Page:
Simple and effective ways to deal with heartburn
Heartburn - discomfort or burning behind the sternum, extending upward from the epigastric (epigastric) region, sometimes radiating to the neck.
Every fifth adult experiences heartburn once a week, but you can put out this fire in your stomach, read this article and share it with your friends!
In developed countries, heartburn occurs in 20-50% of the population. Frequent heartburn (at least once a week) in the countries of Western Europe and North and South America and Turkey is 10-20%, in other Asian countries - 5%. In the United States, more than 60 million residents experience heartburn at least once a month, and 15 million of them daily. According to a 2003 survey in Moscow, frequent heartburn (more often than once a week) occurred in about 18%, and rare (less often than once a week) - in about 22%. There is evidence that 50 million Europeans suffer from heartburn, including about 20% of people who have ever experienced heartburn in France, and 40% in Sweden. In Russia, 48.5% of women and 51.4% of men occasionally experience heartburn; 3.7% of women and 1.2% of men have frequent complaints.
Causes of Heartburn
Popular publications for patients say that heartburn is the result of the action of acid from the gastric juice on the mucous membrane of the esophagus, which enters the stomach as a result of gastroesophageal refluxes or regurgitation. Other sources note that in addition to hydrochloric acid, pepsin, bile acids, lysolecithin, and pancreatic enzymes also play a damaging role.
Acid, as well as other ingredients harmful to the esophagus, enter the esophagus from the stomach due to the retrograde movement of the contents of the stomach into the esophagus through the lower esophageal sphincter (NPS), caused by gastroesophageal reflux (GER) or regurgitation.
Gastroesophageal refluxes, in turn, occur due to the fact that the lower esophageal sphincter is expanded not only when a bolus passes from the esophagus into the stomach, but also at other times. HERs occur in healthy people, however, often recurring HERs are a deviation from the normal state and the reason for these refluxes is the insufficient closure function of the lower esophageal sphincter. Heartburn is common in pregnant women.
Factors that increase the likelihood of gastroesophageal reflux and heartburn
Heartburn often increases after chocolate, coffee, strong tea, peppermint, fatty foods, citrus fruits, hot or spirits. Factors that provoke heartburn are overeating, eating less than 2 times a day. Heartburn is more likely to affect overweight individuals. Smoking tobacco products stimulates the secretion of acid in the stomach, and also helps to relax the lower esophageal sphincter. Heartburn occurs more often with a horizontal position of the patient's body, as well as with bending and bending of the body. Heartburn that tightens your stomach can cause heartburn. The presence of a hiatal hernia also slightly increases the likelihood of heartburn.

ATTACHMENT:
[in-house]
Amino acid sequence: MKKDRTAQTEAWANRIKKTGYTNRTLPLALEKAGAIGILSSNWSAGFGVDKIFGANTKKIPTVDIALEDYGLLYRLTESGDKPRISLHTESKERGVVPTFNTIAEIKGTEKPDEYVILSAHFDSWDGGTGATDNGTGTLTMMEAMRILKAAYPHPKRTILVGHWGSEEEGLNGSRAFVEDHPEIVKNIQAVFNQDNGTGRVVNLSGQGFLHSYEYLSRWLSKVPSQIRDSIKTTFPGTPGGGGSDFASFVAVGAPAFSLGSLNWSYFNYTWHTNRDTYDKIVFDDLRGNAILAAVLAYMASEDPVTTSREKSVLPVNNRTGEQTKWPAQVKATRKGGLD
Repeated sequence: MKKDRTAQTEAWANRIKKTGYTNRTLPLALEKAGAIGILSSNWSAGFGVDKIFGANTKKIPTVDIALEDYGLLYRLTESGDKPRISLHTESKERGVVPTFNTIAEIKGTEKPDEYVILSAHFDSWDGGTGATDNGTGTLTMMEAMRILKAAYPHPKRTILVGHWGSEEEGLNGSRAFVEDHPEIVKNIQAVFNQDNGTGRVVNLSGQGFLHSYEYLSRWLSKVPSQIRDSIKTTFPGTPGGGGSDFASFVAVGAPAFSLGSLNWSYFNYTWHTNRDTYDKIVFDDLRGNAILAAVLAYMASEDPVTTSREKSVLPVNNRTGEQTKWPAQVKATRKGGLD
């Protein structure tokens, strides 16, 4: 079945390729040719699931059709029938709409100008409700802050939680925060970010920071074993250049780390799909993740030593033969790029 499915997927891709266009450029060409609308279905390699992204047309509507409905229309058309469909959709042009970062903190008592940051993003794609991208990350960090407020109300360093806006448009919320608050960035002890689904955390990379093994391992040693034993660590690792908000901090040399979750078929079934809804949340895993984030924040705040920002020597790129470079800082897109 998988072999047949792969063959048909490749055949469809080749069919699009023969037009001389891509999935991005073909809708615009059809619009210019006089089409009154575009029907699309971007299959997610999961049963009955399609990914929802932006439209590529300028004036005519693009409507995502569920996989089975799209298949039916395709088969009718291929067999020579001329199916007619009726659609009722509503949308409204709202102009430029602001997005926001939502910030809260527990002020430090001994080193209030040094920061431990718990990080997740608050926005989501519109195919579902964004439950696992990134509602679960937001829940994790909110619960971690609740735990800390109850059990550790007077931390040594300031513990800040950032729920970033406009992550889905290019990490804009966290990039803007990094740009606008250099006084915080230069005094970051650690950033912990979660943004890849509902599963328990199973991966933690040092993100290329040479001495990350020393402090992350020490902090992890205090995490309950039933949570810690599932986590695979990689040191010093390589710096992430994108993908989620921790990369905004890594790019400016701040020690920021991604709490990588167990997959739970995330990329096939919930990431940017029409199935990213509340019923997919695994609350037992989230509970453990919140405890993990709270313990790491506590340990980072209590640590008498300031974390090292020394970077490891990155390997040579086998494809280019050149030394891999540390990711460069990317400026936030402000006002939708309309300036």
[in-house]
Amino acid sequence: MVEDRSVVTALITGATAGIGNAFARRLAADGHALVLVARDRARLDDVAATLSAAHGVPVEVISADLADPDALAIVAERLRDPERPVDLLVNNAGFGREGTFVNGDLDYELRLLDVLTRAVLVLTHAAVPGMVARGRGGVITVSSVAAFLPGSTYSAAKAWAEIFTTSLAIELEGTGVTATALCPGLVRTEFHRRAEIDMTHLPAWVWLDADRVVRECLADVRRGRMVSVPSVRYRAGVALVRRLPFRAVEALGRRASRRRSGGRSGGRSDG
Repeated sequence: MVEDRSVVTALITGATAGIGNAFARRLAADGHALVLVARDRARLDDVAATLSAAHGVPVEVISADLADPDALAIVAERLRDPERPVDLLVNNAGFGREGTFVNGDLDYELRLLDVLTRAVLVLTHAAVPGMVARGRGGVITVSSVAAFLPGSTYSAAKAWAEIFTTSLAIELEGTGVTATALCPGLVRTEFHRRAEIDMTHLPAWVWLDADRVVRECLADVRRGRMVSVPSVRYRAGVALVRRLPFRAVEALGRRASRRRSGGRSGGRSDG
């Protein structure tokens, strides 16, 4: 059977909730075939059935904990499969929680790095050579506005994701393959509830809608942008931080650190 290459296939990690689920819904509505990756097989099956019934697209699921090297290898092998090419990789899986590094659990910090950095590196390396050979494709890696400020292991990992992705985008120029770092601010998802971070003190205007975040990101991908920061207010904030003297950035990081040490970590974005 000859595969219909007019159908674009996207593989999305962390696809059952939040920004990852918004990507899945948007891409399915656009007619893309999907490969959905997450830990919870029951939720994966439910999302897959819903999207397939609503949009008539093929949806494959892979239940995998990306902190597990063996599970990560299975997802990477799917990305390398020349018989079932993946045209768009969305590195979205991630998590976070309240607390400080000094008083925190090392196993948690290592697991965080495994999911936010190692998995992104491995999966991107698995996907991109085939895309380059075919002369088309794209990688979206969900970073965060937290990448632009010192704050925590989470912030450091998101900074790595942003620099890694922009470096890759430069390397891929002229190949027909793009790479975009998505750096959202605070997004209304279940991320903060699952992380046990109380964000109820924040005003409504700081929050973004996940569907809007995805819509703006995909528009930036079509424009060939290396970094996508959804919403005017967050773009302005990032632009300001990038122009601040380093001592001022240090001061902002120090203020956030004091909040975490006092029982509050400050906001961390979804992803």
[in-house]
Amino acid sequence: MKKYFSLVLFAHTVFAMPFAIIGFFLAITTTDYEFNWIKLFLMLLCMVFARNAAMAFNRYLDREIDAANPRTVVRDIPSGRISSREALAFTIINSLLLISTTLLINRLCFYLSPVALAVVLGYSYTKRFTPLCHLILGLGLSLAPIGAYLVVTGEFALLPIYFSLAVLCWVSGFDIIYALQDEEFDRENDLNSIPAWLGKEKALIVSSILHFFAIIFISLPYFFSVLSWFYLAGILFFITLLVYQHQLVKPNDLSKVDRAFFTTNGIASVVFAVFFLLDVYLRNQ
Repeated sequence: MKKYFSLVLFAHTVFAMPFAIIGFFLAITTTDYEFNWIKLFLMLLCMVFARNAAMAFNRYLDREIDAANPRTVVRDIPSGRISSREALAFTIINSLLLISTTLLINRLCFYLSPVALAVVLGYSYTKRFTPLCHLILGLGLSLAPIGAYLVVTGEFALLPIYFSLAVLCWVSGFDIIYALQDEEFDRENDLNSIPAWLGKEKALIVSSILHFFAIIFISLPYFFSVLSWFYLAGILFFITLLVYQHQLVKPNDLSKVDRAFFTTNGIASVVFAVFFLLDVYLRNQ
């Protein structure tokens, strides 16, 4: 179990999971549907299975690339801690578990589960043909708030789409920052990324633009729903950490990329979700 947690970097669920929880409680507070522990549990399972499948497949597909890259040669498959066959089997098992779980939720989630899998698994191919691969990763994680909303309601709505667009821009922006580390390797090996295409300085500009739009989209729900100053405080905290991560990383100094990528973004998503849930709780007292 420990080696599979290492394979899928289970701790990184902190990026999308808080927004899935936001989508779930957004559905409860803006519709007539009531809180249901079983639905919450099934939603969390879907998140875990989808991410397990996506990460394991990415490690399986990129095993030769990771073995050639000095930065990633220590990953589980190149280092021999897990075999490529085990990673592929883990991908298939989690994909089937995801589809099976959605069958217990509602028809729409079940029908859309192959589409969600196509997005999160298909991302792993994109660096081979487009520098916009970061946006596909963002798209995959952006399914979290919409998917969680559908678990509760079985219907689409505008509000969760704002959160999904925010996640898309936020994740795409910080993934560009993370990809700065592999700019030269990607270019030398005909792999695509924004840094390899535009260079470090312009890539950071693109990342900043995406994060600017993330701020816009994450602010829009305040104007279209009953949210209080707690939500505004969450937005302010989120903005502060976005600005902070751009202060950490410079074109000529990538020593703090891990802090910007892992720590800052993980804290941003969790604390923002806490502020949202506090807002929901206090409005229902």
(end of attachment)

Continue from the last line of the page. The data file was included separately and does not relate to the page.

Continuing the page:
Patients suffering from heartburn should try to make adjustments to their lifestyle. Refusal from the above products, eating smaller portions, but more often, refusing food at bedtime, reducing body weight, smoking and alcohol, tightening clothes, sleeping on a bed with a raised headboard can positively affect the patient's condition and reduce the number of episodes heartburn.
If heartburn torments you mainly in the days of a diet violation, it is because fatty foods are digested more slowly. But heartburn can cause any heavy meal, as large portions disrupt the muscles of the esophagus, which should let in food and not let out gastric juice. Instead, it allows the juice to enter the esophagus, where it causes that very burning sensation behind the sternum. If you do not violate the diet, the cause may be training, if after eating less than two hours have passed: the abdominal muscles contract and weaken the sphincter.
Another reason could be increased workload. If you sit in the office until late and have dinner before bedtime, the release of gastric juice may occur due to the fact that the food does not have time to digest. You go to bed with a full stomach, and gravity does not help food move through the digestive tract. Better put pillows under your back and watch a couple of episodes of some series.
Medicine from the refrigerator
If you are very sleepy, and watching the series is not an option, you can alleviate the symptoms of heartburn. Excess gastric juice indicates an increased level of acidity, which means it must be neutralized. Drink half a liter of plain water: according to The Journal of Digestive Diseases and Sciences, it is no less effective than antacids. And keep sugar-free mint chewing gum on hand. The saliva released during the process contains alkalis that neutralize acid.
Medicine from a pharmacy
If neither water nor chewing gum helps, go to the pharmacy. Antacids like Gaviscon relieve symptoms of heartburn by protecting the walls of the esophagus. If you often suffer from heartburn, pills such as Nexium, which reduce the amount of gastric juice produced, will help you. If symptoms persist for more than two weeks, see your doctor. Such a strong fire is best left to extinguish professionals.
While heartburn can be treated and is not a serious illness, its symptoms are very similar to a more terrible condition: a heart attack. Heartburn usually torments after eating, and the above medicines bring relief, while a heart attack is often accompanied by shortness of breath and the appearance of sweat. But there are no clear rules: there are cases when not all symptoms appear, so it is better to play it safe. Doctors say that it is better to come with heartburn, thinking that it is a heart than not to come with heart, thinking that it is heartburn.